24 February 2005
The weather was fierce as we made our way inland, and although I was able to keep the area around me warm enough to travel through, I could not adequately fight off the snow without causing incredible discomfort for Akshainie. She had difficulty with the extreme cold, as well, but at least the snow didn't dry her out the way my heat did. The first few days we barely made any progress as we worked out a balance that allowed us to travel and gave her the warmth she needed, but didn't damage her. Thankfully she gave up on a human form fairly quickly, and her serpentine body moved through the snow much more gracefully than my legs; still, it ended up taking us far longer than I expected to reach the entrance to Yggdrasil.
The chamber of Yggdrasil felt like summer on the coast, and she immediately perked up once we entered. She laid on her back in the grass, driving herself forward with her powerful lower portion and enjoying the feel of the warm, humid grass on her arms and head and scales.
"You should try it, Benedict!" she called as she slithered along beside me on my way to speak to the guardian.
"I'm afraid my body doesn't quite move that way."
"Oh, but you can enjoy the grass! It's fun, after all that snow."
"I suppose we have fun in different ways." She laughed and started winding in circles around me, finally rising up behind me and resting her arms on my shoulders.
"I'm not sure I believe you've ever cracked even the tiniest smile in your life. Is this what that church of yours does to people?"
"There are some who say it does, yes. But you've also only seen me on business." I stopped as the great wooden being rose from the shadow of the Worldtree and stepped forward.
"You have returned," it said. It glanced to Akshainie, who let go of my shoulders and slid over to stand beside me. "It has been some ages since we have welcomed a naga to these lands, and never quite on purpose." She gave a low bow and then offered the introduction I had told her was customary in this realm.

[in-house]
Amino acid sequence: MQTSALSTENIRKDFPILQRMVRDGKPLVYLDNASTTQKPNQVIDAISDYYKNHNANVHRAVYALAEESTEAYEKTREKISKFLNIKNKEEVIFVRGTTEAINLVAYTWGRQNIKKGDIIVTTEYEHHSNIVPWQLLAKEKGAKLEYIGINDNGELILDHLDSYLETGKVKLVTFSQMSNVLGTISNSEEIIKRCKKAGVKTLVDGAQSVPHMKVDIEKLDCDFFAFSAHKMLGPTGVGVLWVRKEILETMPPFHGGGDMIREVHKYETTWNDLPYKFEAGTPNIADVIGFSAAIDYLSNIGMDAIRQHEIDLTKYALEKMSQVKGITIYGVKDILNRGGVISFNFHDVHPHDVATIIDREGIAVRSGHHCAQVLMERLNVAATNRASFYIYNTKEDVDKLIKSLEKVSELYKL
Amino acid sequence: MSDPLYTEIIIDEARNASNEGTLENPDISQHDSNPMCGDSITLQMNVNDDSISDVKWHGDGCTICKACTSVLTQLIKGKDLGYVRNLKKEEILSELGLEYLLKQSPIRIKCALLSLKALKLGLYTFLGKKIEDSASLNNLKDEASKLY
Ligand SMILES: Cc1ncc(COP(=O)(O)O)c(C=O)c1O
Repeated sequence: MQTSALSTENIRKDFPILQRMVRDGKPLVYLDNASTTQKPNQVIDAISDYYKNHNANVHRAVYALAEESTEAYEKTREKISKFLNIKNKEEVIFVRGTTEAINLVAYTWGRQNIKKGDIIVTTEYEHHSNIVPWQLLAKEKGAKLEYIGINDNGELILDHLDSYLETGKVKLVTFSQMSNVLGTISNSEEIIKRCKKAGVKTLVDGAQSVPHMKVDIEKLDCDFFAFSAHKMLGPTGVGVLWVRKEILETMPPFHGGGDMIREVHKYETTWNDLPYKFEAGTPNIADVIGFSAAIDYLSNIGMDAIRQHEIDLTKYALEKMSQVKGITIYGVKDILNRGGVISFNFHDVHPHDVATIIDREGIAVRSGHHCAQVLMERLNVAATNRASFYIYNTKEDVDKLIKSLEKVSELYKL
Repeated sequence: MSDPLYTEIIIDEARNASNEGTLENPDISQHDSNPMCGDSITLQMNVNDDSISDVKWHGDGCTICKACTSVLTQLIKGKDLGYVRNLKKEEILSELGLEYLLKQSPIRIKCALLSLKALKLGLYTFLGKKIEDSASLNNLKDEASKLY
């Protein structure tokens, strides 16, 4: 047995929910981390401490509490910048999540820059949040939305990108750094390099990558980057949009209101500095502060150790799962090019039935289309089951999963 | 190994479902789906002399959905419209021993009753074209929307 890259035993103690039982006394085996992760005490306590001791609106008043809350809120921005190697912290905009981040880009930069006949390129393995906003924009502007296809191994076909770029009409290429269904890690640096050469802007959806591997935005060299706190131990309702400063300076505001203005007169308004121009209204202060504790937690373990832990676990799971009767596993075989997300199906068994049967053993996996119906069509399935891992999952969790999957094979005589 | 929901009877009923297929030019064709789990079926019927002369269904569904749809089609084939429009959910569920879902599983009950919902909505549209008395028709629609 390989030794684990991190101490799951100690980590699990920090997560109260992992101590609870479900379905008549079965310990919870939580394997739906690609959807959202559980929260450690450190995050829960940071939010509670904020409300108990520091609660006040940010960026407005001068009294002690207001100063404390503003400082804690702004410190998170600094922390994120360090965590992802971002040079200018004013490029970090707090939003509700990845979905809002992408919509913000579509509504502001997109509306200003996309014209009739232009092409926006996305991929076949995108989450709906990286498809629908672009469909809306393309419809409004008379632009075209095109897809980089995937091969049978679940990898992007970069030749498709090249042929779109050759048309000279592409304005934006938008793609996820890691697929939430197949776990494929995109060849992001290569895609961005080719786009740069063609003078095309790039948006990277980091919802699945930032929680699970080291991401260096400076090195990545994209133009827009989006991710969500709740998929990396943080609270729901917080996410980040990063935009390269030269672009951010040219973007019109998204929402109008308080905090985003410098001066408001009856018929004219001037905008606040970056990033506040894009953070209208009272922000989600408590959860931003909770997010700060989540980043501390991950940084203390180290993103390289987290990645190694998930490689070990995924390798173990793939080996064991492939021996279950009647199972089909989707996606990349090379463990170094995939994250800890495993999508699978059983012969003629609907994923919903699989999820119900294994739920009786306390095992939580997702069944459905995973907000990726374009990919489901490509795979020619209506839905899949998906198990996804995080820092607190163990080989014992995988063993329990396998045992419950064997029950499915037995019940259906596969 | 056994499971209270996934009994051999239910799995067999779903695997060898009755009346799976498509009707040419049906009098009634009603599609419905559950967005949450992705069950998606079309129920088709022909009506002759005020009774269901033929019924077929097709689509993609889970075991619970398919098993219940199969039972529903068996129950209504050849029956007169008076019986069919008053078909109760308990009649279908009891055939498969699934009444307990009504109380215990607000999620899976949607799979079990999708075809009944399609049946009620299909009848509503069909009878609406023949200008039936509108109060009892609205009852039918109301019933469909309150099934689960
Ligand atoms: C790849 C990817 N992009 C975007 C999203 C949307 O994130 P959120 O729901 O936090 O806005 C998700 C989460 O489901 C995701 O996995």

"I am Akshainie, member of the Iravati guard, under commission by the Great Naga."
"Well met, Akshainie. What business draws you to the Worldtree?"
"Oh," she said with a brief laugh, then pointed at me, "I'm here with him."
"Indeed. Do make yourself comfortable." It turned to me. "What is your business?"
"I have come for the Book of Shadows," I announced.
"The Book of Shadows has an owner. I am merely caring for it."
"I am the owner of the Book of Shadows by right."
"You have not yet introduced yourself in this place to confirm such an identity." I frowned, then straightened up.
"I am Father Benedict Michael de Monte, ordained priest in-"
"The Book does not belong to a mortal," it said, before leveling its gaze intently at me, "not by right." We stared at each other for a moment, then I grumbled and turned to Akshainie.
"You may wish to back up." She raised a brow, but moved aside until I seemed satisfied. I turned back to Yggdrasil, who straightened up and crossed its many arms to wait. For the first time since childhood, I dropped my human guise. I heard Akshainie gasp as I became an eight-foot-tall demon, fire burning across all of my cracked and charred skin and forming something like a corrupted halo around my head, great wings stretching out to snap open and then slowly close. "I was born Telial of the Broken Oath; heir of Babylon the Great, son of Babylon the whore, seventh horn of the Scarlet Beast, king of a land not yet risen. And rightful owner of the Book of Shadows."* Yggdrasil nodded slowly, then reached one hand to the bark of the Worldtree and pulled the Book of Shadows as if from thin air.
"You are welcome to use this chamber to aid you in your quest, Telial of the Broken Oath." It handed me the book, then turned and returned to its place of rest in the shade of the Worldtree. I was looking at the book when I felt a hand rest against my chest. When I moved the book I saw Akshainie, at her full height and still looking up at me, her hand pressed against me with concern in her eyes.
"Why do you hide this?" she asked.
"It...it is not the life I chose," I said.
"All the way here, though. When no one could see you, even then?" I hesitated, then turned away.
"I could see me." I walked over to a table and seats formed from one of Yggdrasil's roots and set the book down. When I looked back, she had crossed her arms and turned aside to look at the tree and very pointedly not at me.
*- See the Book of Revelation (The Apocalypse of John), chapter 17.
Evidence compiled for use during the trial of Father Benedict de Monte.